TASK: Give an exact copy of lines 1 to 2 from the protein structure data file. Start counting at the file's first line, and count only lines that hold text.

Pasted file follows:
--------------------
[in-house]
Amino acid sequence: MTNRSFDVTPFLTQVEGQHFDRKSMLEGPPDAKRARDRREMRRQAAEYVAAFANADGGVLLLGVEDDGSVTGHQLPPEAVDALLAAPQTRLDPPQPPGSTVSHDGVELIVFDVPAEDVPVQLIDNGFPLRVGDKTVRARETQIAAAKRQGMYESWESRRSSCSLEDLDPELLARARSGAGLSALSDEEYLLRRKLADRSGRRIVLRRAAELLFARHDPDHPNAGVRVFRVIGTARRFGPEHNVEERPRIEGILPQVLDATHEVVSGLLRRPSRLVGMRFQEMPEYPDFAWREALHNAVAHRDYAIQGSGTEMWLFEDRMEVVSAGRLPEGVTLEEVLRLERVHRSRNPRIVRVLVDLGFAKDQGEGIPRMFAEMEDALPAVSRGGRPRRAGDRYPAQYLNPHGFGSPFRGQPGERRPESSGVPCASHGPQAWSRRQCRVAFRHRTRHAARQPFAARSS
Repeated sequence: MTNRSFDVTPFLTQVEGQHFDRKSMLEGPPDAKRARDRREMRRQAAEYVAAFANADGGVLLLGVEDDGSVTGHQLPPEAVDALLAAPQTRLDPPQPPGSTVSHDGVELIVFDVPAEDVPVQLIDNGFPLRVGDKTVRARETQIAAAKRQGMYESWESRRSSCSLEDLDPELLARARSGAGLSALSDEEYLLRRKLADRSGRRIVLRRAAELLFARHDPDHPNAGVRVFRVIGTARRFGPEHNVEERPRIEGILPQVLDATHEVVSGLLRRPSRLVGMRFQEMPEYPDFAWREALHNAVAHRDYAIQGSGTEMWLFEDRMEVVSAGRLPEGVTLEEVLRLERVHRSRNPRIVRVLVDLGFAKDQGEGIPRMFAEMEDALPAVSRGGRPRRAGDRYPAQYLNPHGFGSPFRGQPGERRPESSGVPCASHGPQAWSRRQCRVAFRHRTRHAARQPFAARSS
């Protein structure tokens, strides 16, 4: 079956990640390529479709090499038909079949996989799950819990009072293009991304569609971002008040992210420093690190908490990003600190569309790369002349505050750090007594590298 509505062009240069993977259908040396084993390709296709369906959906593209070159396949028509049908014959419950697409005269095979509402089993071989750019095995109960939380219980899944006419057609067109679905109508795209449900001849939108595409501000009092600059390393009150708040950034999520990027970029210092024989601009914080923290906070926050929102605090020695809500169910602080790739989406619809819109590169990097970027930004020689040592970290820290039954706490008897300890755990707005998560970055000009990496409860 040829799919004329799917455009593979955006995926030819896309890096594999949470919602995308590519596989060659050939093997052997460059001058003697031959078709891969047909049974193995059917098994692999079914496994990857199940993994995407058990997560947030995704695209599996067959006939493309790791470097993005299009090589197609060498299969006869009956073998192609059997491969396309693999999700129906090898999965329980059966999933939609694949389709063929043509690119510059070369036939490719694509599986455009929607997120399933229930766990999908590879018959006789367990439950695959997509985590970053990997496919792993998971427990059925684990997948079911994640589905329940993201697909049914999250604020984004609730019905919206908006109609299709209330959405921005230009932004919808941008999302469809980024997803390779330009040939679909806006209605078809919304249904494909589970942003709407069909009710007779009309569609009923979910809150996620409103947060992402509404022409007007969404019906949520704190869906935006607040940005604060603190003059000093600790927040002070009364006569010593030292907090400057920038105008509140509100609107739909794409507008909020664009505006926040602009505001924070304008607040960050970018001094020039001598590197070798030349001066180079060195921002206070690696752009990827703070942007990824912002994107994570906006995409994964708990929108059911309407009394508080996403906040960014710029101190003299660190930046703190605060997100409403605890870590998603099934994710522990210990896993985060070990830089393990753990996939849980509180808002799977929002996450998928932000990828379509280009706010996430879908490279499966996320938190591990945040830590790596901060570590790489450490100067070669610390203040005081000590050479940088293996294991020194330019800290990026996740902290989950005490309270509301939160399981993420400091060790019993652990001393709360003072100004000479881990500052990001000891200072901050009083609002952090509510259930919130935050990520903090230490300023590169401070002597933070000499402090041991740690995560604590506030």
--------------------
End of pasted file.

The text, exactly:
[in-house]
Amino acid sequence: MTNRSFDVTPFLTQVEGQHFDRKSMLEGPPDAKRARDRREMRRQAAEYVAAFANADGGVLLLGVEDDGSVTGHQLPPEAVDALLAAPQTRLDPPQPPGSTVSHDGVELIVFDVPAEDVPVQLIDNGFPLRVGDKTVRARETQIAAAKRQGMYESWESRRSSCSLEDLDPELLARARSGAGLSALSDEEYLLRRKLADRSGRRIVLRRAAELLFARHDPDHPNAGVRVFRVIGTARRFGPEHNVEERPRIEGILPQVLDATHEVVSGLLRRPSRLVGMRFQEMPEYPDFAWREALHNAVAHRDYAIQGSGTEMWLFEDRMEVVSAGRLPEGVTLEEVLRLERVHRSRNPRIVRVLVDLGFAKDQGEGIPRMFAEMEDALPAVSRGGRPRRAGDRYPAQYLNPHGFGSPFRGQPGERRPESSGVPCASHGPQAWSRRQCRVAFRHRTRHAARQPFAARSS